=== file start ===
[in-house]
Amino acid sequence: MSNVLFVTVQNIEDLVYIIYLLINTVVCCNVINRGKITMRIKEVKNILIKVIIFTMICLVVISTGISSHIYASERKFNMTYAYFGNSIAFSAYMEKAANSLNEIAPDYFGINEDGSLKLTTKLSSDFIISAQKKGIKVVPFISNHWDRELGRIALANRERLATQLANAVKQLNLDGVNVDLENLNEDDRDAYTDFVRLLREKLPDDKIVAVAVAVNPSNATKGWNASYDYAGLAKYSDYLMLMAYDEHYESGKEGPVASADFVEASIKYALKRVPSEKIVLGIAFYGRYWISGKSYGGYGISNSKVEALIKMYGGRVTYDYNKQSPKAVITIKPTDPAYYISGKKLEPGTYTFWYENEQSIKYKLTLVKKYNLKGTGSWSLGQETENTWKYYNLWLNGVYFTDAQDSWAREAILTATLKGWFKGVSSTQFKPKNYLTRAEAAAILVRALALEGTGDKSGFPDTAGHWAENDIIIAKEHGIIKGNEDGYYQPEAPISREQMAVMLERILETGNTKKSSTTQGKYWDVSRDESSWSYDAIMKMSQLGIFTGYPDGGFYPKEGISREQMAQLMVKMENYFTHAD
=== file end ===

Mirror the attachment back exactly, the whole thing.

[in-house]
Amino acid sequence: MSNVLFVTVQNIEDLVYIIYLLINTVVCCNVINRGKITMRIKEVKNILIKVIIFTMICLVVISTGISSHIYASERKFNMTYAYFGNSIAFSAYMEKAANSLNEIAPDYFGINEDGSLKLTTKLSSDFIISAQKKGIKVVPFISNHWDRELGRIALANRERLATQLANAVKQLNLDGVNVDLENLNEDDRDAYTDFVRLLREKLPDDKIVAVAVAVNPSNATKGWNASYDYAGLAKYSDYLMLMAYDEHYESGKEGPVASADFVEASIKYALKRVPSEKIVLGIAFYGRYWISGKSYGGYGISNSKVEALIKMYGGRVTYDYNKQSPKAVITIKPTDPAYYISGKKLEPGTYTFWYENEQSIKYKLTLVKKYNLKGTGSWSLGQETENTWKYYNLWLNGVYFTDAQDSWAREAILTATLKGWFKGVSSTQFKPKNYLTRAEAAAILVRALALEGTGDKSGFPDTAGHWAENDIIIAKEHGIIKGNEDGYYQPEAPISREQMAVMLERILETGNTKKSSTTQGKYWDVSRDESSWSYDAIMKMSQLGIFTGYPDGGFYPKEGISREQMAQLMVKMENYFTHAD